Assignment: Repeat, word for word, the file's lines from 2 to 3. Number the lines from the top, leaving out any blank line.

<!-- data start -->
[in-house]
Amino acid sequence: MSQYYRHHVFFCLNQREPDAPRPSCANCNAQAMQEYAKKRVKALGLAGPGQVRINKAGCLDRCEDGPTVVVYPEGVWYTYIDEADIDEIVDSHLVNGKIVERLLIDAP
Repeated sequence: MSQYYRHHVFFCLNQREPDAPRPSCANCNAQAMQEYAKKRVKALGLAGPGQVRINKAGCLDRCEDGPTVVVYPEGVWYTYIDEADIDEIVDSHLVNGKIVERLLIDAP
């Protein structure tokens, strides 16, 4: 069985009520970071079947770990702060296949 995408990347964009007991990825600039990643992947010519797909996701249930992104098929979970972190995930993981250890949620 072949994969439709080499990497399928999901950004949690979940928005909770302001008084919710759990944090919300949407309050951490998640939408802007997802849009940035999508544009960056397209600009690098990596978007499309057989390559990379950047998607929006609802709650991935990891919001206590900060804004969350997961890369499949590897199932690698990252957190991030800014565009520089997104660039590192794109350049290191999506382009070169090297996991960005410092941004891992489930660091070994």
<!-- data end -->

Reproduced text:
Amino acid sequence: MSQYYRHHVFFCLNQREPDAPRPSCANCNAQAMQEYAKKRVKALGLAGPGQVRINKAGCLDRCEDGPTVVVYPEGVWYTYIDEADIDEIVDSHLVNGKIVERLLIDAP
Repeated sequence: MSQYYRHHVFFCLNQREPDAPRPSCANCNAQAMQEYAKKRVKALGLAGPGQVRINKAGCLDRCEDGPTVVVYPEGVWYTYIDEADIDEIVDSHLVNGKIVERLLIDAP